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"Why are you following me?"

Following is a 1998 independent neo-noir film, directed by Christopher Nolan as his first feature-length film.

The plot concerns a young, unemployed writer who takes to following random strangers through the streets of London, ostensibly seeking inspiration for stories. He sets rules to keep this low-level stalking from going too far, but quickly breaks these rules upon discovering that his latest subject is a burglar. The burglar, one Mr. Cobb, confronts the writer; recognizing him as an impressionable soul, Cobb suggests the writer accompany him on his next break-in.

Cobb is rather philosophical about his profession: he doesn't burglarize for the money, but for the thrill of invading others' privacy and the intellectual interest of learning about the lives of complete strangers from their possessions. He justifies his thefts and petty vandalism by stating that this forces his victims to reevaluate their own lives. The writer tries to remain an aloof observer, but Cobb's voyeurism draws him in—into a relationship with a blonde model (one of Cobb's victims), a blackmail plot, and a very nasty triple-cross.

Now has a character sheet in need of expansion.

Not be confused with the television series The Following, or the 2016 horror film It Follows.

"Why would you want to fuck up their example list?"
"You take it away, to show them what they had."

"They probably just misplaced the examples..."

  • Anachronic Order: Used to keep the audience in the dark about the blonde's and Cobb's real motivations, just like the writer was. The bulk of the film is a flashback related by the writer to a police detective. Within that flashback, three streams (originating at the beginning, the one-third point, and the two-thirds point of the story) run concurrently.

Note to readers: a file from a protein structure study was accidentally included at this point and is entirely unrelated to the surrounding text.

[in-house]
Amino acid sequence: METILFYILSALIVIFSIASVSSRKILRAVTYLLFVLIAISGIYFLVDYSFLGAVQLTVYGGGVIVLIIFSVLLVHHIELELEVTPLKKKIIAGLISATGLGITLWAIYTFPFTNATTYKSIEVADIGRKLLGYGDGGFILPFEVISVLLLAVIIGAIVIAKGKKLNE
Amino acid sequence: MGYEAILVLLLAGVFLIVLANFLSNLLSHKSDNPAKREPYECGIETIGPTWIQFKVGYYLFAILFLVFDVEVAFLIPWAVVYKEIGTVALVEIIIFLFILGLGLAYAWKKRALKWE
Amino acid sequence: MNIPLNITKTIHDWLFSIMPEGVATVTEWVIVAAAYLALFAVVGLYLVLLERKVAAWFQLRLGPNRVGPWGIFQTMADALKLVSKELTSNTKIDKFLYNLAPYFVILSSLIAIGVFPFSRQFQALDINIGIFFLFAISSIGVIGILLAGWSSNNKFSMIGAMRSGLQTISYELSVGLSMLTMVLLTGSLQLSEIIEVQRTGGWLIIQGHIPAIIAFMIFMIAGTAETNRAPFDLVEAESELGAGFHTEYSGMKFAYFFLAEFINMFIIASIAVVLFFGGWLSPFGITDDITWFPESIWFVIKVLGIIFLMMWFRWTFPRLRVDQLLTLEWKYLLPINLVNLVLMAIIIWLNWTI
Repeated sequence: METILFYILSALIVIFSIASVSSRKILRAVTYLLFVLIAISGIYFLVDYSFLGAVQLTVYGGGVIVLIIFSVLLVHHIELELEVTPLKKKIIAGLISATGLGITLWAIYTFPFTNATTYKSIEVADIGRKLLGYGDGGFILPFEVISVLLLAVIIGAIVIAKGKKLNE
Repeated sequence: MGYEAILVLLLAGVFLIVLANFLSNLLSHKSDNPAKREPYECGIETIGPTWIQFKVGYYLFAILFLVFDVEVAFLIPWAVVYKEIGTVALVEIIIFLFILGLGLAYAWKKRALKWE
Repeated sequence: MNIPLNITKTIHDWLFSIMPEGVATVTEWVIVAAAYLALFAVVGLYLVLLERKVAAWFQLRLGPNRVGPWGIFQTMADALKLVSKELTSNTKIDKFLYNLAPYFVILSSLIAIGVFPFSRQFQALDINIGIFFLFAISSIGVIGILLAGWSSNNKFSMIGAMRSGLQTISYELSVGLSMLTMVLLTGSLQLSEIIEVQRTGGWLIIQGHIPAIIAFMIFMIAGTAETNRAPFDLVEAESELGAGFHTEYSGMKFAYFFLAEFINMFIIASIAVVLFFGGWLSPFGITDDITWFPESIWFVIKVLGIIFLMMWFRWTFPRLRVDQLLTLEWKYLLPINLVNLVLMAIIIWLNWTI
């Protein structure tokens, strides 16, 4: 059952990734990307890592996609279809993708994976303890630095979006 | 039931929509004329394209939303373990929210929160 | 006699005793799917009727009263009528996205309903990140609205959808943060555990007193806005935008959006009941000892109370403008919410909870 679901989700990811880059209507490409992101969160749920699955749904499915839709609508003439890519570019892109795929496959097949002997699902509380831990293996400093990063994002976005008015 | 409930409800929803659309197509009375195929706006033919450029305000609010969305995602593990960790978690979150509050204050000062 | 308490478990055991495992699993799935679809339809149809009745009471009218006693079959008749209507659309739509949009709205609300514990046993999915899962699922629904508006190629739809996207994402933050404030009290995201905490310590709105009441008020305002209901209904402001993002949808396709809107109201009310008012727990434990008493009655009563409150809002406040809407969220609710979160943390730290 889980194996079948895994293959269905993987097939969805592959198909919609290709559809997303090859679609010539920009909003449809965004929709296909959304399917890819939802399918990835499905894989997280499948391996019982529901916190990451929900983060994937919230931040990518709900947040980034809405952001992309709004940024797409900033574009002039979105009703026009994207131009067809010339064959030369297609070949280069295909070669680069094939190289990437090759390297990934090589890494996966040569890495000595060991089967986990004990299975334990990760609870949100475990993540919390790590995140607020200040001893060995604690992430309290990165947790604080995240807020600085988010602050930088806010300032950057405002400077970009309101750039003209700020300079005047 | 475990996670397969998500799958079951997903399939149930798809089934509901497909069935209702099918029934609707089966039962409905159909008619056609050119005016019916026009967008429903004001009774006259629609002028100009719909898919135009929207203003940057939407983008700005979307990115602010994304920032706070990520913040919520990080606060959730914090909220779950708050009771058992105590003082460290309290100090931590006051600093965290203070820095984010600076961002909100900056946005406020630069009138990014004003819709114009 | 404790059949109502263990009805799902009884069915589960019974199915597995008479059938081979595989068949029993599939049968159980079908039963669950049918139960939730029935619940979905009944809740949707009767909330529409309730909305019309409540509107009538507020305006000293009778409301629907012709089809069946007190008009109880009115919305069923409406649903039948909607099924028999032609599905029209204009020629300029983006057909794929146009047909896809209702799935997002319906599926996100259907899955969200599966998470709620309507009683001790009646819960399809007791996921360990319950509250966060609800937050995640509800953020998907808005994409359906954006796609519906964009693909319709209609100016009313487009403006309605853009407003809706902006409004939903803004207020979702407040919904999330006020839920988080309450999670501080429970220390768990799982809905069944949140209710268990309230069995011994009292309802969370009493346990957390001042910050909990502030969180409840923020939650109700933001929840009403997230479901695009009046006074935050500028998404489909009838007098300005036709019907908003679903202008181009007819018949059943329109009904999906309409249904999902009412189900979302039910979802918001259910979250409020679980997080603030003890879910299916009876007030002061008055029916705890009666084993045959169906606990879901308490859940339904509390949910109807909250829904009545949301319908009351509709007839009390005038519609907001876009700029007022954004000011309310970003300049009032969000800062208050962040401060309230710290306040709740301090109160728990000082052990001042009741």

• An Insert
  • Anti-Hero: The Young Man / The Writer is an impressionable loser who quickly gets hooked into dubious hijinks.
  • Back Blocking: The final shot is Cobb standing in a crowded street. Someone walks in front of the camera, and once they pass by, Cobb is gone without a trace.
  • The Bad Guy Wins: Cobb is revealed to be working for the Bald Guy, and he murders the blonde with the same hammer the Writer used during the burglary of the Bald Guy, due to the Blonde blackmailing the Bald Guy with evidence to the murder that he committed in her flat. The Writer is held responsible for all of Cobb's crimes, and Cobb goes free, without a trace.
  • Batman Gambit : If one considers that a few minor details could've made the whole thing fall apart.
  • Beardness Protection Program: At Cobb's suggestion, the writer shaves his beard and changes his whole appearance to avoid being recognized by a witness.
  • Black-and-Grey Morality
  • Blackmail: But not by the person you think is pulling it.
  • Break-In Threat: Sometimes Cobb doesn't take anything, but just goes through keepsakes and makes sure the people there know it, in order to disrupt their lives.
  • Chekhov's Gun: The pearl earring that Cobb hid, the credit card that belonged to D. Lloyd, the hammer used during the theft of the Bald Guy and the murder of the Blonde, the pairs of the Blonde's underwear, and the passport photos of the Blonde are all used as evidence against Cobb, or rather, the Writer.
  • Covert Pervert: During their theft of the blonde's apartment, Cobb and the writer steal some of her underwear.
  • Criminal Doppelgänger: Cobb's plan was to turn the Writer into one for himself, deliberately grooming him to be his fall guy for the police to arrest. He deliberately planted evidence to falsely implicate him and even surreptitiously convinced the Writer to start dressing and acting like him.
  • Deliberately Monochrome: For at least two reasons, both related to the tiny budget:
    • Black and white film was cheaper.
    • Filming in black and white meant that Nolan didn't have to spend time and money matching the colour palette in different scenes.
  • Drop the Hammer: Several characters are strong believers in the use of ordinary hardware hammers as weapons of self-defense, torture, or murder.
  • Evil Plan: Stalking for story inspiration doesn't sound evil but it does get the plot in motion and lead to the other plans.
  • Fall Guy: Ultimately, the plot boils down to a very elaborate scheme to set up a semi-innocent man to take the fall for a crime that has not yet been committed.
  • Femme Fatale: The blonde.